FRANK: There’s good there. People know more and can be involved. It has also been part of a worrying trend, which is a merging of opinion and journalism. It’s harder to find objective journalism. It’s harder to find what we used to call real news in the middle of shouting matches and gossip. Journalists should be skeptical. That’s their job. In many cases now it’s about advocating for one side or the other. Also, now the competition is to find the worst news. Bad news sells, apparently. And the worse the better.
PLAYBOY: Let’s move on to some other issues. You were instrumental in the recent repeal of “don’t ask, don’t tell.” Is the final nail in the coffin?
FRANK: Absolutely, and it’s something I’m proud of. The Speaker and Senate majority leader essentially put me in charge of the strategy to get it through. It was hard to do, and it’s an important bill.
PLAYBOY: After the repeal, a right-wing journalist asked about the problems the bill will cause because openly gay men will be taking showers with straight men. You said, “We don’t get ourselves dry-cleaned.”
FRANK: I borrowed that from Alfred Hitchcock. A man complained to Hitchcock that after watching the famous shower scene in Psycho, his wife no longer took showers. Hitchcock said, “Have her dry-cleaned.” The fact is, after all the fuss about “don’t ask, don’t tell,” there’s been no great backlash against its repeal. As we go forward people will see that it has had absolutely no negative effect, and it will be an issue of the past. There are always predictions of horrible things that will happen, but repealing “don’t ask, don’t tell” will have no negative consequences. We haven’t weakened anything. Gay men and lesbians in the military will serve with distinction along with the other soldiers.
PLAYBOY: Is the legalization of gay marriage next?
FRANK: I don’t see any change there. I don’t see Congress doing anything about it.
PLAYBOY: Congress passed the Defense of Marriage Act in 1996. Although states may allow same-sex marriage, only recently did Obama say the federal government would no longer defend DOMA in court.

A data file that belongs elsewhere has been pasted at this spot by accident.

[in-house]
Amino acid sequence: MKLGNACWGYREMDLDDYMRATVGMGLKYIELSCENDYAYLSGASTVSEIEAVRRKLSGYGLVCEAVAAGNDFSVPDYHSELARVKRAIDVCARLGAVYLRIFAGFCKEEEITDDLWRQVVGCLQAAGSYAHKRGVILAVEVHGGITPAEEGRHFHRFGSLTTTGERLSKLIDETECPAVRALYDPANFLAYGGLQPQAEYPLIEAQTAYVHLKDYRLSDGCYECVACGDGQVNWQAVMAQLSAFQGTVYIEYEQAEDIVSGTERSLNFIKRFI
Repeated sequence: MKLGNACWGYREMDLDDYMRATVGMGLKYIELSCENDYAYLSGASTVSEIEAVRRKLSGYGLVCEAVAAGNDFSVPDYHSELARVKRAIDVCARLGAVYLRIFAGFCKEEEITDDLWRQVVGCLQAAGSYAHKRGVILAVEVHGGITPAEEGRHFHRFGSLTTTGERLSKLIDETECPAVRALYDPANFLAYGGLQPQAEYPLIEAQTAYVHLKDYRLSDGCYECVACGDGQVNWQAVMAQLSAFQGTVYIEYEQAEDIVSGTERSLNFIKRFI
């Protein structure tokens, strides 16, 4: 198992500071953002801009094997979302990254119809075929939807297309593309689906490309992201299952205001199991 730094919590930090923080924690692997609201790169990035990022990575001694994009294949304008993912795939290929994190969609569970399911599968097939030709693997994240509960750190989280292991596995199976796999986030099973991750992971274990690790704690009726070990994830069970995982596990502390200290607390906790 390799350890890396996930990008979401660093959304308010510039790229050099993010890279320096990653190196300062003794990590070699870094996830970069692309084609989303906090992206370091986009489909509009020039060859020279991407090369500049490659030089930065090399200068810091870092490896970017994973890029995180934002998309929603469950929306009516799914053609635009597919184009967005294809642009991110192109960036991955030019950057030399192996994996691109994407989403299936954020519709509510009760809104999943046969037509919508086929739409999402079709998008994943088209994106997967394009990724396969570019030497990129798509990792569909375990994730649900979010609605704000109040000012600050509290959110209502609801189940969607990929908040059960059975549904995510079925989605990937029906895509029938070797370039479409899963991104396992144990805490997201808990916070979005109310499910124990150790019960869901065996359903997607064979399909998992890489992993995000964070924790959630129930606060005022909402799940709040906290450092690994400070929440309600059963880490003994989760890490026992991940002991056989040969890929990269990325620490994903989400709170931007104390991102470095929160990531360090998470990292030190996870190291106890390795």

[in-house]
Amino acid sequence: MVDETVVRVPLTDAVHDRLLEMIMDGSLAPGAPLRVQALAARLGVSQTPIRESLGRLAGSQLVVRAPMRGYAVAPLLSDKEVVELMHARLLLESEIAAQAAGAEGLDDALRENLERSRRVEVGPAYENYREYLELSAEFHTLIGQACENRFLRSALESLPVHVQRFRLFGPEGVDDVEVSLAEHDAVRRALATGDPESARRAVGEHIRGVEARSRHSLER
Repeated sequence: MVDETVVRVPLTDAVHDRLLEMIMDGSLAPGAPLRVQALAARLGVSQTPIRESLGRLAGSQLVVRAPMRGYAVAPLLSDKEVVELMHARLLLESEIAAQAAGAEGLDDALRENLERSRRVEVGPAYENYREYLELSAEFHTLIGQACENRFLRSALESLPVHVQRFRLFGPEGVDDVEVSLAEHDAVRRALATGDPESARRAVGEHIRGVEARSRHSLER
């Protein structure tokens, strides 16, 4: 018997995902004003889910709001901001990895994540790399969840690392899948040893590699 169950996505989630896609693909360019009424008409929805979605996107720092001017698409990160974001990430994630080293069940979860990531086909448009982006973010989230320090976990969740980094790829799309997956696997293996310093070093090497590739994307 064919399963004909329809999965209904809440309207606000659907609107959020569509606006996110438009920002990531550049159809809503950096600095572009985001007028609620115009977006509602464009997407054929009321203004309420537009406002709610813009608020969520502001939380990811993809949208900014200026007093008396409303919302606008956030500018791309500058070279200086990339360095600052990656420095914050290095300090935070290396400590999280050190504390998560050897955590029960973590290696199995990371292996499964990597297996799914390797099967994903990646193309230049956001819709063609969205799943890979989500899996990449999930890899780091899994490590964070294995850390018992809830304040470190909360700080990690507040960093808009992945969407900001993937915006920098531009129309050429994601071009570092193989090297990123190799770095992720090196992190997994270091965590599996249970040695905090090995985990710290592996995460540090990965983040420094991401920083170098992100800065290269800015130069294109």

FRANK: There are lawsuits against it that I think will win anyway, because the federal government can’t discriminate. Beyond that I don’t see anything about gay marriage happening on a federal level. More and more states will go that way, though. When they do, people will see, as with health care and the repeal of “don’t ask, don’t tell,” that there are no negative consequences. Places that have gay marriage have had none of the negative consequences that people warned us about. Zero. The divorce rate hasn’t gone up. There have been no calamities. Marriage hasn’t lost its meaning. Same-sex marriage as a divisive issue is losing its steam. Overall I think antigay prejudice is on its way out.
PLAYBOY: Even from the religious right? The virulent attacks continue.
FRANK: But they aren’t taken seriously. It’s changing. It’s just evolution.
PLAYBOY: What’s behind the evolution?
FRANK: People are out. More and more people know people who are gay. People have gay friends and relatives; it’s not kept in the closet anywhere near as much as it used to be.
PLAYBOY: Antigay sentiments are still expressed, often from the conservative right and especially from the Christian right. There are still hate crimes against gays.
FRANK: Yes, and we have to deal with them. We passed a bill to add crimes against gays and lesbians as hate crimes. Hate crimes, whether against gays or anyone else, can’t be tolerated. Overall, antigay prejudice is diminishing. It won’t be used by the far right the way it once was. It just doesn’t work anymore. But I worry about what will replace it. I think they will increasingly focus on abortion, escalating it as their issue to inflame people. They’ll work on whittling away the right to have an abortion, striking down any federal funding.
PLAYBOY: You’ve said abortion foes “feel as if life goes from conception to birth.” What did you mean?